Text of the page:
Tuesday, January 31, 2017

Revise and Resubmit

I have a lot of hard feelings on revise and resubmit. I had a book that everyone thought they could rehabilitate into the book they wanted. Alas. This never worked out. Many times tried. Many times failed. Many near misses.

As you might imagine, enough tries and fails makes me think this is a classic case of me not being good enough. They keep giving me a chance, and I keep not being enough. I don’t know if you guys have gone out and read what agents and editors look for, but they want you to be able to make magic with a revise and resubmit. Agents talk about how they want to be surprised in a revise and resubmit. They want the book to go someplace magical.

They want magic.

Right, so I have tried slavishly doing the things I thought were asked. Close, but not enough.

I have tried taking a new direction (as suggested). Oh, that changed the story in a way we didn't like.

I’ve tried fluffing up the world building. I’ve tried cutting out the world building.

I drew the line at completely rewriting a story to take all of the important parts of the character out.

Since they all ended in various shades of “nope,” I’m sure you can imagine that at this point, I think it’s me who sucks at revisions. Here I am with another revise and resubmit, and all I can think is “NO! Please, please, please! I want this one to work.” I’m riddled with doubt and insecurity. I want this one. But I had wanted the other one, too. I’m really worried that I’m the one the agents talk about when they say “I don’t want to work with someone who can’t take direction.” Because I worked REALLY HARD on those other revise and resubmits (I rewrote 75 of the 90,000 words for one of them), and it was still, somehow not what they were hoping for.

But what else can I do? And I really agree with this one. It really resonates with me, as they say. Oh boy. fingers crossed.

That’s my insecurity quotient for the day. Have some art:

Watercolor brush pens on watercolor paper. ©Rena Rocford

As with every IWSG, be sure to go jump on the link and hop around. Thank our cohosts,  Misha Gericke, LK Hill, Juneta Key, Christy and Joylene Buter and most definitely thank Ninja Captain Alex for hosting an awesome idea for so many years. 


  1. From what I hear, it's pretty standard to resubmit to agents and editors and have them say no again. Hopefully you learned something from their suggestions, but don't feel that you have to change your story to make it better. It's your story, not theirs.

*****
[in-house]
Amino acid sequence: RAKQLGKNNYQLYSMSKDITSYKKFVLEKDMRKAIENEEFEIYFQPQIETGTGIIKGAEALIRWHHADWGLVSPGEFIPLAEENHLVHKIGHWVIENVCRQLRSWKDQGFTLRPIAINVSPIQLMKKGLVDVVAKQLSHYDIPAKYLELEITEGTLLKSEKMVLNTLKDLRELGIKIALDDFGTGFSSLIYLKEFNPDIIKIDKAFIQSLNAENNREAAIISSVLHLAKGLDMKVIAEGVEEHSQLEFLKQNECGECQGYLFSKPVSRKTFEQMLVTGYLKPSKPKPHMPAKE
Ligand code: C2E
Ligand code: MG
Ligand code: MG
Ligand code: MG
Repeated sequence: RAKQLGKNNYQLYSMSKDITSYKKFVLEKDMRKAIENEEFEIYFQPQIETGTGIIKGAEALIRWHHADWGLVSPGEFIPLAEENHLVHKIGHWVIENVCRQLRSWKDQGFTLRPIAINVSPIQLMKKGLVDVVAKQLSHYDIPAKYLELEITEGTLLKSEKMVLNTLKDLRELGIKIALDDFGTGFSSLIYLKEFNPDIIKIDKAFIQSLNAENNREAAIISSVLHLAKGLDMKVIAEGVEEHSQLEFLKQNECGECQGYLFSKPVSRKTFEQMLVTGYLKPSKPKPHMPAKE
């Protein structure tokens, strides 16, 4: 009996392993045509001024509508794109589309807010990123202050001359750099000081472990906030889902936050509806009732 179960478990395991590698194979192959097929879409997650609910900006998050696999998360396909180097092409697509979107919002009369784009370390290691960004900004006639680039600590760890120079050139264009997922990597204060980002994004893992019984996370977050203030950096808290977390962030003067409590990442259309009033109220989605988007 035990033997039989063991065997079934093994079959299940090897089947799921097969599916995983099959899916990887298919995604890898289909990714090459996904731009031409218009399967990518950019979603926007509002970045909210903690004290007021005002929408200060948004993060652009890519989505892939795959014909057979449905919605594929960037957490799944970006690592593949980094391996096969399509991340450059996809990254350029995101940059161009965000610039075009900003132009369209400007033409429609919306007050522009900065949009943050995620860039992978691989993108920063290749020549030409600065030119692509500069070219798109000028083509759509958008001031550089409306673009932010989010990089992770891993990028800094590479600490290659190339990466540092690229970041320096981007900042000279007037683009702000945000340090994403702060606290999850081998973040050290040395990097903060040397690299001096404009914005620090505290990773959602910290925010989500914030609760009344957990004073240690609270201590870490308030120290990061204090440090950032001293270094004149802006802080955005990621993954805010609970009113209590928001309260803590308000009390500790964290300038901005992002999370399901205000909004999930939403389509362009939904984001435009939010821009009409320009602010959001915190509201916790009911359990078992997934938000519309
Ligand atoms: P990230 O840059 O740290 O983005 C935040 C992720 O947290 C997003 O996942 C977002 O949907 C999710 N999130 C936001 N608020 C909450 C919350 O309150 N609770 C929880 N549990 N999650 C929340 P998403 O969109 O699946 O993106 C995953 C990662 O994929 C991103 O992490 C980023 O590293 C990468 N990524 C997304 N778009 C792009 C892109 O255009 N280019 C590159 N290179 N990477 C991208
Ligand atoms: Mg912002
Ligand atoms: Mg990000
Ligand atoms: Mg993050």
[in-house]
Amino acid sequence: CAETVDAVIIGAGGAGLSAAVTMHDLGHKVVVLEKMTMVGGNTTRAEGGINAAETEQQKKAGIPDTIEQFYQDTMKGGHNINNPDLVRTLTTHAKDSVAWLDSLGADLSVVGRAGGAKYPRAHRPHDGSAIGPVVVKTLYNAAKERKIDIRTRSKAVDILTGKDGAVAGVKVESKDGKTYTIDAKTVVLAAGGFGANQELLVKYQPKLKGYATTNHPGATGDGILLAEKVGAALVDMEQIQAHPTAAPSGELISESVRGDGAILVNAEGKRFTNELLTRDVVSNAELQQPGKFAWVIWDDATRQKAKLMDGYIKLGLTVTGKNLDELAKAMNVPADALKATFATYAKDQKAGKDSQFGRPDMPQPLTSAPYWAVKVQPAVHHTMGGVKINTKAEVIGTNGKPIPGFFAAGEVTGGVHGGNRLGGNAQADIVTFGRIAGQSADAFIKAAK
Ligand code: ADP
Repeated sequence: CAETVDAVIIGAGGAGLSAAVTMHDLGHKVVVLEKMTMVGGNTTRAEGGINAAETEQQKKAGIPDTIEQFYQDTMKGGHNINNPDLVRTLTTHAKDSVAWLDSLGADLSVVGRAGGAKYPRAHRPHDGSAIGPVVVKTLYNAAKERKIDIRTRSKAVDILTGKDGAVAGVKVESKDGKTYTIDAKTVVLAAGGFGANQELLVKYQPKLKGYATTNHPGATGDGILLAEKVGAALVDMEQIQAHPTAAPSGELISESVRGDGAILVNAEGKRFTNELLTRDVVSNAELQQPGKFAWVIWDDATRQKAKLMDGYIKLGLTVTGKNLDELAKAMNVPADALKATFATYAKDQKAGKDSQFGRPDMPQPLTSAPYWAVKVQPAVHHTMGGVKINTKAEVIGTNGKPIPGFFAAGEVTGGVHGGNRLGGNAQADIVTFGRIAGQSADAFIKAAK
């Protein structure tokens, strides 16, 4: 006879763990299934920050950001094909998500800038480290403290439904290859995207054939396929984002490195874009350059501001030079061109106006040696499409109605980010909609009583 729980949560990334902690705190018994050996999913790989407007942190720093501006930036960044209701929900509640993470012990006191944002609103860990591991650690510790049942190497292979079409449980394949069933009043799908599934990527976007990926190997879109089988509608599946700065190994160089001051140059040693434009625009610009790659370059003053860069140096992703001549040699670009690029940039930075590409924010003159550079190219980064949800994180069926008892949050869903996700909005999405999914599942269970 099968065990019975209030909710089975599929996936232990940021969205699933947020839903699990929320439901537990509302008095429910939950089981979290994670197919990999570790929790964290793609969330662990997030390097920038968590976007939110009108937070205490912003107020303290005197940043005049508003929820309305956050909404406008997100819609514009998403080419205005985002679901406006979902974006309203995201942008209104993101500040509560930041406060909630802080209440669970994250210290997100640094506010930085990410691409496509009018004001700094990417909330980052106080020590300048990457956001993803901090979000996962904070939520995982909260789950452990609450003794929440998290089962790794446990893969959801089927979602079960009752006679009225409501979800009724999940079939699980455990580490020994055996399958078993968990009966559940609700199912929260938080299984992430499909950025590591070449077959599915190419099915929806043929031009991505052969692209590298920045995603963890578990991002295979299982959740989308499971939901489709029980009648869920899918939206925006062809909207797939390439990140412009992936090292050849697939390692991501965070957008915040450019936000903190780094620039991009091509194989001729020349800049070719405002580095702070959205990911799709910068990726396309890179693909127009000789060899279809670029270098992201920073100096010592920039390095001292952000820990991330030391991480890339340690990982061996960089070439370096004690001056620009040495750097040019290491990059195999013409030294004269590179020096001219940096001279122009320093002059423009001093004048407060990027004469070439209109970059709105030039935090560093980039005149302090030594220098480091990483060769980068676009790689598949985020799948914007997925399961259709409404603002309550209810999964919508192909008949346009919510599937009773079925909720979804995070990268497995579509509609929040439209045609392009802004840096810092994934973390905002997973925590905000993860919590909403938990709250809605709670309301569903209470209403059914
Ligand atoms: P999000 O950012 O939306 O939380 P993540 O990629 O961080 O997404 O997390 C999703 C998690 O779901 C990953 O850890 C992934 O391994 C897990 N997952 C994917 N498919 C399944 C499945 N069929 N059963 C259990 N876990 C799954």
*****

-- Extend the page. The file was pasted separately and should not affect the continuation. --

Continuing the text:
1. I admit that every time I go through a book and revise, I learn something. With this run through, I'm learning that at my core, I'm lazy and want things to be easy. Sigh.

  2. Every one of them will want something different and in the end you'll end up with a twisted story you no longer recognize. Go back through it, make the changes you want, and start anew. Maybe run all of those suggested revisions past your critique partners and ask what seems valid and what doesn't.

    1. The book that enjoys its spot on my shelf as a near miss has always been very misunderstood. People love the writing and the story, but the protag doesn't work for them because she's a mother of two young kids. Make her older, no problem, make her younger, no problem. Make her a man, no problem. And no one wants to admit that part of it, but always it's the first criticism that book gets. And that's something I'm not willing to change about it. I've made peace with that one. Currently, I'm shaking in my boots about a different story.

  3. I think I'm partly with Alex on this. I can understand wanting to revise the book so someone might want it (as much as I can, having never experienced it), but I think there has to be a line. That bit about rewriting 75K out of 90K made me stop and make sure I read it right. I'd do my best to do what someone wanted, but damn, that's like writing another book. >_<

  4. I have to agree with Ken in that it's your story at the end of the day. It sounds like this book has really been through the ringer and you don't want to end up with something that's far removed from what your vision is. This might seem scary, but it might be worth taking the best of these suggestions and seeing what works to make a "super draft", then trying elsewhere?

  5. Revise and resubmit means you're getting their attention. That means a lot. Take the suggestions you feel fit and work them in, but like Alex said, keep the story yours. Too many changes and it may be unrecognizable.


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